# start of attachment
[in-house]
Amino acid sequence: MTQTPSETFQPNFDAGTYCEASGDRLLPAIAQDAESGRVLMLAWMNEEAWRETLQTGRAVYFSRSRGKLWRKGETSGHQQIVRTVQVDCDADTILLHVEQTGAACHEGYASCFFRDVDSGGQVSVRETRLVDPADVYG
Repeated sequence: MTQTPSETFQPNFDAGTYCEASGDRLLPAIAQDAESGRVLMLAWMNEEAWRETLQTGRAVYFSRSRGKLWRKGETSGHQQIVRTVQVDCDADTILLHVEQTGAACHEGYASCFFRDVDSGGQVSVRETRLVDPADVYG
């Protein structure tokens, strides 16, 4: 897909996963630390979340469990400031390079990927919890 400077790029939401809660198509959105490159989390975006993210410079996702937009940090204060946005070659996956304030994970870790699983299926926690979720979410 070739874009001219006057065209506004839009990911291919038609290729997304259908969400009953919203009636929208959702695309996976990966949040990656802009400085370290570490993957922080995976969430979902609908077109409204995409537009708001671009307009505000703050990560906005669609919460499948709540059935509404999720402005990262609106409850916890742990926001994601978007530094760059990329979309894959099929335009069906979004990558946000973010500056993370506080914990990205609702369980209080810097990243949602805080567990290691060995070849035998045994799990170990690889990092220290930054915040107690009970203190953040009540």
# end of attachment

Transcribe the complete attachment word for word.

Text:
[in-house]
Amino acid sequence: MTQTPSETFQPNFDAGTYCEASGDRLLPAIAQDAESGRVLMLAWMNEEAWRETLQTGRAVYFSRSRGKLWRKGETSGHQQIVRTVQVDCDADTILLHVEQTGAACHEGYASCFFRDVDSGGQVSVRETRLVDPADVYG
Repeated sequence: MTQTPSETFQPNFDAGTYCEASGDRLLPAIAQDAESGRVLMLAWMNEEAWRETLQTGRAVYFSRSRGKLWRKGETSGHQQIVRTVQVDCDADTILLHVEQTGAACHEGYASCFFRDVDSGGQVSVRETRLVDPADVYG
């Protein structure tokens, strides 16, 4: 897909996963630390979340469990400031390079990927919890 400077790029939401809660198509959105490159989390975006993210410079996702937009940090204060946005070659996956304030994970870790699983299926926690979720979410 070739874009001219006057065209506004839009990911291919038609290729997304259908969400009953919203009636929208959702695309996976990966949040990656802009400085370290570490993957922080995976969430979902609908077109409204995409537009708001671009307009505000703050990560906005669609919460499948709540059935509404999720402005990262609106409850916890742990926001994601978007530094760059990329979309894959099929335009069906979004990558946000973010500056993370506080914990990205609702369980209080810097990243949602805080567990290691060995070849035998045994799990170990690889990092220290930054915040107690009970203190953040009540």